Power, Gender, and Social Change in Africa
Gender plays a hugely significant and too often under-considered role in predicting how accessible resources such as education, wage-based employment, physical and mental health care, adequate nutrition and housing will be to an individual or community.
According to a 2001 World Bank report titled Engendering DevelopmentThrough Gender Equality in Rights, Resources, and Voice, enormous disparities exist between men and women in terms of basic rights and the power to determine the future, both in Africa and around the globe. A better understanding of the links between gender, public policy and development outcomes would allow for more effective policy formulation and implementation at many levels. This book, through its discussion of the challenges, achievements and lessons learned in efforts to attain gender equality, sheds light on these important issues.
The book contains chapters from an interdisciplinary group of scholars, including sociologists, economists, political scientists, scholars of law, anthropologists, historians and others. The work includes analysis of strategic gender initiatives, case studies, research, and policies as well as conceptual and theoretical pieces.
With its format of ideas, resources and recorded experiences as well as theoretical models and best practices, the book is an important contribution to academic and political discourse on the intricate links between gender, power, and social change in Africa and around the world.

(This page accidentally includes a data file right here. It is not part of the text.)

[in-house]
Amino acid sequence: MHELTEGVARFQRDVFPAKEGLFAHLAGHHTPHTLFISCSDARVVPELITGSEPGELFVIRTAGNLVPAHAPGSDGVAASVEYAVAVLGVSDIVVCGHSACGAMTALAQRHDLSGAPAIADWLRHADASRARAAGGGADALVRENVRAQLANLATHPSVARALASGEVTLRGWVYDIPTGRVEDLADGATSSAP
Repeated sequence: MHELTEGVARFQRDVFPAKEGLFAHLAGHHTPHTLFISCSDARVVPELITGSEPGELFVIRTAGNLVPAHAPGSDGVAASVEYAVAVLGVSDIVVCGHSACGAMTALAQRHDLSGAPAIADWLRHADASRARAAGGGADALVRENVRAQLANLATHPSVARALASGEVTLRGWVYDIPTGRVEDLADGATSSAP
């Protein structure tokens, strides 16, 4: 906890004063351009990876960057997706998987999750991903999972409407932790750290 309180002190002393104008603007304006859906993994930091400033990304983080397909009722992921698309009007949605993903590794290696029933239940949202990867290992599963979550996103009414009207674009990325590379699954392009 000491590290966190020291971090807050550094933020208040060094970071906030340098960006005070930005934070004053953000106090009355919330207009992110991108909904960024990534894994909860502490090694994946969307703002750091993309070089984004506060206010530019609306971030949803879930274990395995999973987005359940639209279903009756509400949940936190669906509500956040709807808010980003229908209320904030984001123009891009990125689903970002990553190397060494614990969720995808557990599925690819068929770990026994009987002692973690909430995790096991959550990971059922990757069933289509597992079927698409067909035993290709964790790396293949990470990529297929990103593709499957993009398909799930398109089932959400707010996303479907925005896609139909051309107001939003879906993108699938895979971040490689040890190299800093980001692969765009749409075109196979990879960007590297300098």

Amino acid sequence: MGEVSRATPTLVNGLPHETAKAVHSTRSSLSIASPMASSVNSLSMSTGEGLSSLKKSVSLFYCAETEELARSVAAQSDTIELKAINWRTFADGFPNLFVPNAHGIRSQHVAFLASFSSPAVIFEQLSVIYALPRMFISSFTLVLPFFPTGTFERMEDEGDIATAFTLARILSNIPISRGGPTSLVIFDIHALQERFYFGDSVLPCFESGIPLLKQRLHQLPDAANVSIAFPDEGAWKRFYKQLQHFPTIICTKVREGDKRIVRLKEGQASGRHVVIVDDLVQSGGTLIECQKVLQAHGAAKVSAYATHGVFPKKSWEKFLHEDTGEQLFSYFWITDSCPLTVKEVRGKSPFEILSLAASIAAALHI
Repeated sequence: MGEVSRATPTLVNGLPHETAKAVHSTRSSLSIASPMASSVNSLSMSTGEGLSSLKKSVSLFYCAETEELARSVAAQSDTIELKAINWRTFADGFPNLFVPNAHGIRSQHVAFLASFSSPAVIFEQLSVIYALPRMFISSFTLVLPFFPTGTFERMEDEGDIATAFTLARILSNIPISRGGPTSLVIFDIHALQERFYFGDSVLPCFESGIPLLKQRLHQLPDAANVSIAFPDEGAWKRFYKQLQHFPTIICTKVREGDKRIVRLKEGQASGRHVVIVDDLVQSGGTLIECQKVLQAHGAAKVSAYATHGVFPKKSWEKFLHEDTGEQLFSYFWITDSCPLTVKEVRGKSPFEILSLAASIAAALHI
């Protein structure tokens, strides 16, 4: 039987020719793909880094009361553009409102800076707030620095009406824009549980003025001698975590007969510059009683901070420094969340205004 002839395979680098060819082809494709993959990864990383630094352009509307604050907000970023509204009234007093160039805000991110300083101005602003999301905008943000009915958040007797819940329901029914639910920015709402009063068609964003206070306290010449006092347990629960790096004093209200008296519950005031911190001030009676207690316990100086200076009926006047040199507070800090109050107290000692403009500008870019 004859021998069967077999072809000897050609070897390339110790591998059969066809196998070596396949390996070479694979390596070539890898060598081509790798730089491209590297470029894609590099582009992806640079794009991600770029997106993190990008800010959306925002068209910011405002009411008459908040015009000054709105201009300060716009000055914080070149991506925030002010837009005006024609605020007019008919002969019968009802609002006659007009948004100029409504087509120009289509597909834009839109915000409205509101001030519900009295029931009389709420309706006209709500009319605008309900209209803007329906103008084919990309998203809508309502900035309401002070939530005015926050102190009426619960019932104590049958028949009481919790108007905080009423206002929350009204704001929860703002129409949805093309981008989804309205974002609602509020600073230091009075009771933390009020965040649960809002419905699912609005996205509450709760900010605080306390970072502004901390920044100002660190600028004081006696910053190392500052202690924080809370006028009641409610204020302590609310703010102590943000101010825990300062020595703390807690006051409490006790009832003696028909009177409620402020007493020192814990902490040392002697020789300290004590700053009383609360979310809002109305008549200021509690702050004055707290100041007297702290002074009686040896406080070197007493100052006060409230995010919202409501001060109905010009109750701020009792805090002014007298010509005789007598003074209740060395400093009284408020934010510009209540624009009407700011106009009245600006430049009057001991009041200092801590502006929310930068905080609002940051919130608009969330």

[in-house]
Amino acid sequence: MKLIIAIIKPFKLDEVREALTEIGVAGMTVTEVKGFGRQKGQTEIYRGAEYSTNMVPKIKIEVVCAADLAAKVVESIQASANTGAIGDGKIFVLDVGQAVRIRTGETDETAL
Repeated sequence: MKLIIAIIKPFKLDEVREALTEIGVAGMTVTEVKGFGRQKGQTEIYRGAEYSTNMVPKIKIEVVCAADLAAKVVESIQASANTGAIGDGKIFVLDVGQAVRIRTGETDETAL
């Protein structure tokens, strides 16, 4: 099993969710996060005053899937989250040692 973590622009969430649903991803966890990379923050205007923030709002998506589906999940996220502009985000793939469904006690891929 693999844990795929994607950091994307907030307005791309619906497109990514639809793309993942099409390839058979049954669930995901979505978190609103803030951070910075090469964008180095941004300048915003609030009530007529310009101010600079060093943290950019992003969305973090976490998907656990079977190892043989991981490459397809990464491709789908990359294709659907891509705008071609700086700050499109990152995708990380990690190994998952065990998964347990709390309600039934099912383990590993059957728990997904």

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Their organizational skills , in fact , were honed by trade and trading networks .
This essay suggests that involvement in trade necessarily brings women to a
situation of having full or at least partial economic rights , and that those
Nonetheless , the historical involvement of coastal women in trade in Ghana /
Gold Coast established their full economic rights to do business as they pleased ,
and that in turn resulted in , for instance , a relatively low rate of domestic
Agriculture , not trade , held pride of place in the societal ideology as women ' s
ideal occupation and women did most of the agricultural labor , usually estimated
at about 70 to 80 percent of the work . " 7 Nonetheless , as Nairobi grew many ...
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